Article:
In general works by contemporary Chinese artists sold fast. Beijing-based Long March Space sold Zhan Wang’s bronze sculpture “Silhouette” (2010) for RMB 2.5 million ($399,536) as well as Xu Zhen’s “Under Heaven – 1807NU0138” (2013) for RMB 1.1 Million ($175,796) in the first two days. “Cloud Layer” (2014), an acrylic painting by Yu Hong also sold for US$207,000 — the artist will have a solo show at the Suzhou Museum starting April 25.
Up and coming local artists made an impression this year. Their works are affordable with great potential for market growth. Hong Kong-based João Vasco Paiva participated in the Encounters section with his 341 x 341 x 559 cm sculpture “Mausoleum,” a mountain of stone resin casted styrofoam boxes with an HK$1 million ($141,633) price tag.
A small version of these cast styrofoam boxes by the same artist sold for HK$75,000 ($9,656) at Edouard Malingue Gallery’s booth where it was presented side-by-side works by Laurent Grasso, such as “Cabinet” which sold on the first day of the fair to a Hong Kong-based collector for €45,000 ($47,346).
Two of the three people on the shortlist for the BMW Art Journey (a new prize for emerging artists at the fair) are from Hong Kong: sound and new media artist Samson Young, as well as photo-based artist Trevor Yeung. Arguably the youngest and least established of the three, Trevor Yeung is presented in a single-artist show at the Blindspot Gallery booth where his works are priced at HK$38,000-80,000 ($4,892-10,300). He had nearly sold out by day three of the fair.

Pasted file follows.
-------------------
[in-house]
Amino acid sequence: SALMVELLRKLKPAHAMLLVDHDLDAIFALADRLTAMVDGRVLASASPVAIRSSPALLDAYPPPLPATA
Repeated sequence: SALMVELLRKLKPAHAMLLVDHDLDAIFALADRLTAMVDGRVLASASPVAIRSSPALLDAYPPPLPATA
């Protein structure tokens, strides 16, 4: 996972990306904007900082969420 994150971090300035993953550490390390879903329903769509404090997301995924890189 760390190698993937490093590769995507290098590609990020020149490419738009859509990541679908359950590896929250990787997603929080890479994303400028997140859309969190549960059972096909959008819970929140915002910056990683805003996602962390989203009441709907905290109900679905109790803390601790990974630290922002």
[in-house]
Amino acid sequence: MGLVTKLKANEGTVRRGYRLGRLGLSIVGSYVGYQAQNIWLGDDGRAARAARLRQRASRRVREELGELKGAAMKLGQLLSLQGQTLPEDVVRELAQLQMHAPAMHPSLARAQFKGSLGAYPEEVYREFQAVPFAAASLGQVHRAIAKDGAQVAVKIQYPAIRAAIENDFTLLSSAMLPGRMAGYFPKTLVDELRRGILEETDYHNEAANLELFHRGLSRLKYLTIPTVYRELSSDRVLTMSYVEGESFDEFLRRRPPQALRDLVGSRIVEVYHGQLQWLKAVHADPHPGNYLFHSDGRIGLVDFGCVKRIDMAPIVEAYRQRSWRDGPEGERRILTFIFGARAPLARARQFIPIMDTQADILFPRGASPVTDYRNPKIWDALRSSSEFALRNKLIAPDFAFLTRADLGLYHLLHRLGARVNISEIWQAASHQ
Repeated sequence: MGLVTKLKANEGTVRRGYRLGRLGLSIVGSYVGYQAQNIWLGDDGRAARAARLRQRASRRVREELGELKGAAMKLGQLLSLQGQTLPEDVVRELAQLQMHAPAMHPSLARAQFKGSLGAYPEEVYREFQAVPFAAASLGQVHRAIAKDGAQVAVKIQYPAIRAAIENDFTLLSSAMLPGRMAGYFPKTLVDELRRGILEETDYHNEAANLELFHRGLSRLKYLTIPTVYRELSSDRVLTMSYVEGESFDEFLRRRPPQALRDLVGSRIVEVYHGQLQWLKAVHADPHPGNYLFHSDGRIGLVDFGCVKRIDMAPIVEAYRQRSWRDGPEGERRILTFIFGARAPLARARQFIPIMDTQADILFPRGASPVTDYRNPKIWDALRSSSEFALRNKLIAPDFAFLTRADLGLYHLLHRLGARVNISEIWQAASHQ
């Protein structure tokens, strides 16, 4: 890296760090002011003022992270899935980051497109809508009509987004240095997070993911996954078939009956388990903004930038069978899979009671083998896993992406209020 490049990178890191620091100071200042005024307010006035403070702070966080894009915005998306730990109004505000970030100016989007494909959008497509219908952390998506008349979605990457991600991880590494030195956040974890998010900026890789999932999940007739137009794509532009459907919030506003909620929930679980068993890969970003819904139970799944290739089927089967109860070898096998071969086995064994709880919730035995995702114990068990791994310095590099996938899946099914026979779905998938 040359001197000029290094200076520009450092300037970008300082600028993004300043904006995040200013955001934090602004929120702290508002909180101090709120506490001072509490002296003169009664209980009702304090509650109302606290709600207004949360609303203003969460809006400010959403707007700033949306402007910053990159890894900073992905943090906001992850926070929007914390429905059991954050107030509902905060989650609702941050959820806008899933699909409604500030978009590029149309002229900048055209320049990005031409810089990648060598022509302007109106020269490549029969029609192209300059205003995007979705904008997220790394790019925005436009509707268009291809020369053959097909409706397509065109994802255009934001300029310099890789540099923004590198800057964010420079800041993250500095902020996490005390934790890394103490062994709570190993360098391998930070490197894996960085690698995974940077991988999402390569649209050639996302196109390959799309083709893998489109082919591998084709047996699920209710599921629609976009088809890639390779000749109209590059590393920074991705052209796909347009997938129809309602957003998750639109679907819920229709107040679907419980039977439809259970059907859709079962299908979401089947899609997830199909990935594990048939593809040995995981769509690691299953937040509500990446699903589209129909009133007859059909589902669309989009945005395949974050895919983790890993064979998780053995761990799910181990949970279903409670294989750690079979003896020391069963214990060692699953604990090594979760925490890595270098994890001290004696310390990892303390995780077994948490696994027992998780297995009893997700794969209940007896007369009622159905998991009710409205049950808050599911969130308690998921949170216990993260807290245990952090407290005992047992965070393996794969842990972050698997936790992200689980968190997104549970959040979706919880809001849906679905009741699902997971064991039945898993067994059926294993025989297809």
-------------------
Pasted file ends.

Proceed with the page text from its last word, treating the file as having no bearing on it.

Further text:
Art Basel in Hong Kong ends on March 17 and some galleries have chosen not to disclose their sales results yet while others say they are still in discussion with multiple clients for their most valuable pieces.
Dominique Lévy Gallery’s director Lock Kresler said the fair was a bit of a slow burner for them although they had already sold a few works by Kazuo Shiraga, Zao Wou-Ki, and Yayoi Kusama (prices undisclosed). But their standout work is Pierre Soulages’ “Peinture” (1957) for which they have had several serious enquiries by Asian and Australian collectors. (See also: The Big TEFAF 2015 Sales Report –We Have The Numbers On What Sold).
Other notable transactions included Grotto Fine Art’s sale of Kevin Fung Lik-yan’s “Under the mountain IV” (2015) for HK$120,000 ($15,454) and Leo Xu Projects’ sale of Li Qing’s “Image of Mutual Undoing and Unity–Confession” (2015) for RMB 250,000 ($39,896). Mizuma gallery, represented in Tokyo, Singapore and Beijing, also sold a Makota Aida entitled “Louis Vitton” (2007) for $150,000 and a Hisashi Tenmyouya, “Japanese Spirit #16” (2015) for $100,000. The Taka Ishii Gallery with berths in Tokyo and Paris, sold a Takashi Ishida “Die Kunst der Fuge (The Art of Fugue)” (2001) for HK $542,000 ($69,801).
For more coverage of Art Basel in Hong Kong 2015 see Tour Top 10 Booths at Art Basel in Hong Kong 2015.